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From Thomas Jefferson to Jean Chas, 3 September 1801

To Jean Chas

Monticello Sep. 3. 1801.


I have safely recieved the copy of your history of the American revolution, of your smaller work on the Premier Consul of France, & of the Synonimes of Dalembert, Diderot & Jaucourt which you have been pleased to send me, and for which accept my respectful thanks, & the assurances of my sensibility at this mark of attention. it is a happy circumstance for our country that it’s fortunes interest the eloquent writers of your country and through them find their way to the notice of the world. the scenes through which we have past were worthy of your pen, inasmuch as to they presented to mankind the first example in Modern times of a people asserting succesfully the right of self government, and establishing that government among themselves by common consent. the mighty concussions of the European nations have not been unfelt here; they have on the contrary strongly interested the feelings of our citizens in different directions, and given us an example of the force with which the wave of popular opinion may bear upon the constituted authorities of the government. in so doing they have furnished an opportunity of estimating the stability of our edifice which fills with hopes and confidence the sincere friends of human liberty. Accept I pray you assurances of my high consideration & respect.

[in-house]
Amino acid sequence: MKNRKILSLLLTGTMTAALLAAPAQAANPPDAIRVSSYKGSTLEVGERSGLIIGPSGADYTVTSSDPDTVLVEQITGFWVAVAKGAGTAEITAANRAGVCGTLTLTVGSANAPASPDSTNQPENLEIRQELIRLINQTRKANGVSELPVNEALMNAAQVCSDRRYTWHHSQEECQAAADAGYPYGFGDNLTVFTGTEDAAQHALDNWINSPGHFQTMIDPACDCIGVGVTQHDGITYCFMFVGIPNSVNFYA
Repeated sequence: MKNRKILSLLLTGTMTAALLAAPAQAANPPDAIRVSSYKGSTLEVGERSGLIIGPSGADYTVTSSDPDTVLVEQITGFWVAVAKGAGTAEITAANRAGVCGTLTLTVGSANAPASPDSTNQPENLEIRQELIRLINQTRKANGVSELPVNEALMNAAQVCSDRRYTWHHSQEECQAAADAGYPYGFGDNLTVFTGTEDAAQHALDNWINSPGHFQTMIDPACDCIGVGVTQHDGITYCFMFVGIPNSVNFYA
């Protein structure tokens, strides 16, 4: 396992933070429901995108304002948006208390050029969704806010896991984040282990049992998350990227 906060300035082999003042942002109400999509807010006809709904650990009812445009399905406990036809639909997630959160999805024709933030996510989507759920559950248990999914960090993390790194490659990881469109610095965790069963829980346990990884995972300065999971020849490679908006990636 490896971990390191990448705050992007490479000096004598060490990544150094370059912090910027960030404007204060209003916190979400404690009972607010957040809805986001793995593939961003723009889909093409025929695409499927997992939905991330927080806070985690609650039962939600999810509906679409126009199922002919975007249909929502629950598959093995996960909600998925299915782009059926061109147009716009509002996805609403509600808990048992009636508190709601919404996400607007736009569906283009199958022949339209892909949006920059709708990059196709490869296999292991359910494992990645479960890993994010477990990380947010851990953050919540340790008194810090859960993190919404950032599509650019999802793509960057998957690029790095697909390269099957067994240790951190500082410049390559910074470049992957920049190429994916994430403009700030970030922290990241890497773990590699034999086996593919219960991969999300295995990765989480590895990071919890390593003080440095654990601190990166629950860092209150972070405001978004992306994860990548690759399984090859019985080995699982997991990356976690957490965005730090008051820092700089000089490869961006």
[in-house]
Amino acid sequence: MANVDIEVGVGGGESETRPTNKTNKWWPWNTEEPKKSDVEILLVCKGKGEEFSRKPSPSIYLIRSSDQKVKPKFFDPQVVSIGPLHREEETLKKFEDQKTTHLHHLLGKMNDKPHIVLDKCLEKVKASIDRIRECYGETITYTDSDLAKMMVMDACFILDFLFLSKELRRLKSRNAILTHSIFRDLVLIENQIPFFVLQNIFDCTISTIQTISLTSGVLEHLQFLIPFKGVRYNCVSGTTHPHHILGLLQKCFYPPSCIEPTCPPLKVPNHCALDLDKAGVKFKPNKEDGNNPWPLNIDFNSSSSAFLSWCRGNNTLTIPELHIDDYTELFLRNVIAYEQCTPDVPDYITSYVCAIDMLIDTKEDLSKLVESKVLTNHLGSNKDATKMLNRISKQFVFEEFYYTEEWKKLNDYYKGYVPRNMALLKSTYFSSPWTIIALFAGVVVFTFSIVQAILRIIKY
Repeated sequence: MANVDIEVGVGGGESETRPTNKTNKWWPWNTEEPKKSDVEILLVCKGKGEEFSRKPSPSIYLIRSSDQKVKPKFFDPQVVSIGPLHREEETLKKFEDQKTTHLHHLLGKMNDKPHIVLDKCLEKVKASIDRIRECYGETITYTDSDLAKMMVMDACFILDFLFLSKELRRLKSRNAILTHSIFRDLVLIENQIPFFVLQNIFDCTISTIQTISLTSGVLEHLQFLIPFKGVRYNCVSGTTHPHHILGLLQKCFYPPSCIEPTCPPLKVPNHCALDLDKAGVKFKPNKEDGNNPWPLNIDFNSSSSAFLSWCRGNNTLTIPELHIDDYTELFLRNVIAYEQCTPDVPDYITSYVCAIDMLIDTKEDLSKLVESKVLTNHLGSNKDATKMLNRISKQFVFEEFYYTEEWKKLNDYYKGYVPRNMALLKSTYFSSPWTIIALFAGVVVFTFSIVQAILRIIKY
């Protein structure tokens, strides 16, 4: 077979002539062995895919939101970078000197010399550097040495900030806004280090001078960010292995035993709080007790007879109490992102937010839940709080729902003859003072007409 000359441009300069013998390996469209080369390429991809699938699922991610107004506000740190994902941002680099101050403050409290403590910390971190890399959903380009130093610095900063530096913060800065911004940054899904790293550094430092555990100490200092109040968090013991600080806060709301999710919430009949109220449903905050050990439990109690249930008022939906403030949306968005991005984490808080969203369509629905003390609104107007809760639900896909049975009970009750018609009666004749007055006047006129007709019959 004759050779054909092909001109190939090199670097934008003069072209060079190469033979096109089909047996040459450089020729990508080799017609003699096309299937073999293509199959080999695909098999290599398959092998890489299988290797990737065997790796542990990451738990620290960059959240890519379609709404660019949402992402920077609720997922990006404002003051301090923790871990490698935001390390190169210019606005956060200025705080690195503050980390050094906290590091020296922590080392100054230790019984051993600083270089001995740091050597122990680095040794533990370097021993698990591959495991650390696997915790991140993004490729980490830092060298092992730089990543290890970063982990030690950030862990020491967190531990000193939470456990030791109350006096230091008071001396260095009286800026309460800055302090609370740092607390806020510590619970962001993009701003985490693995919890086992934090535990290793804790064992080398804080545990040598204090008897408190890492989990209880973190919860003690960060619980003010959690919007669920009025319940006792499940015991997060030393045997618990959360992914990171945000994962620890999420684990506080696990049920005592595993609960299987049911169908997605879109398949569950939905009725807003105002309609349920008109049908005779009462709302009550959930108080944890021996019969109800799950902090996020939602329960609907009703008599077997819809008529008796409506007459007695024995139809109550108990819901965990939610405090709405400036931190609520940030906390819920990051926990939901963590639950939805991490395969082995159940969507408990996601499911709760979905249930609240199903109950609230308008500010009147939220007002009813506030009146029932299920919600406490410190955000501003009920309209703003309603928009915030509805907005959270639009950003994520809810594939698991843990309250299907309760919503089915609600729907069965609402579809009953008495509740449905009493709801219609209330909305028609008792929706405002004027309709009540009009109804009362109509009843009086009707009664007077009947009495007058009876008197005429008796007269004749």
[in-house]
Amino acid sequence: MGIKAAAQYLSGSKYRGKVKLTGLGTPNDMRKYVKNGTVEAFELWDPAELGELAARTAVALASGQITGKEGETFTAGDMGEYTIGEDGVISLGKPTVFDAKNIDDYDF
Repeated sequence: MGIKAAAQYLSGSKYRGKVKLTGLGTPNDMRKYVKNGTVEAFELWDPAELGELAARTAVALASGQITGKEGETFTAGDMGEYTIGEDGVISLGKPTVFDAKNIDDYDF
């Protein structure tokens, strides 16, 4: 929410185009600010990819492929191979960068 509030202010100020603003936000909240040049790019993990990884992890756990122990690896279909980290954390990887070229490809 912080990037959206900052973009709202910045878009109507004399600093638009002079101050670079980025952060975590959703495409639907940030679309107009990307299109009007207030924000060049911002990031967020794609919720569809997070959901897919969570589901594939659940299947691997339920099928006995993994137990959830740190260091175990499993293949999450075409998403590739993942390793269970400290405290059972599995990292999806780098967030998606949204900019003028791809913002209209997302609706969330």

Th: Jefferson

PrC (DLC); at foot of text: “M. Chas.”

Safely recieved: see Chas’s letter of 1 Apr. 1801 concerning the books that he sent to TJ. Chas had written again from Paris on 29 Aug. 1801 to ask if TJ had received the books, which on 13 Apr. he had entrusted to Mr. Petit, a Baltimore merchant who sailed from Le Havre aboard the Benjamin Franklin. Chas wished that his situation would allow him to visit the United States, a people worthy of the attention, high regard, and respect of other nations, but he was a poor man whose fortune consisted only of nearly sterile talents (“talens presque steriles”) at a time when France still felt the upheavals of its revolution. Wishing TJ a long life, Chas hoped that Heaven would watch over the people whom TJ governed so wisely, and in whom prosperity, morals, and virtue were so comfortingly merged (RC in DLC; in French; endorsed by TJ as received 27 Mch. 1802 and so recorded in SJL; endorsed by TJ as a letter of 29 Aug. 1802).

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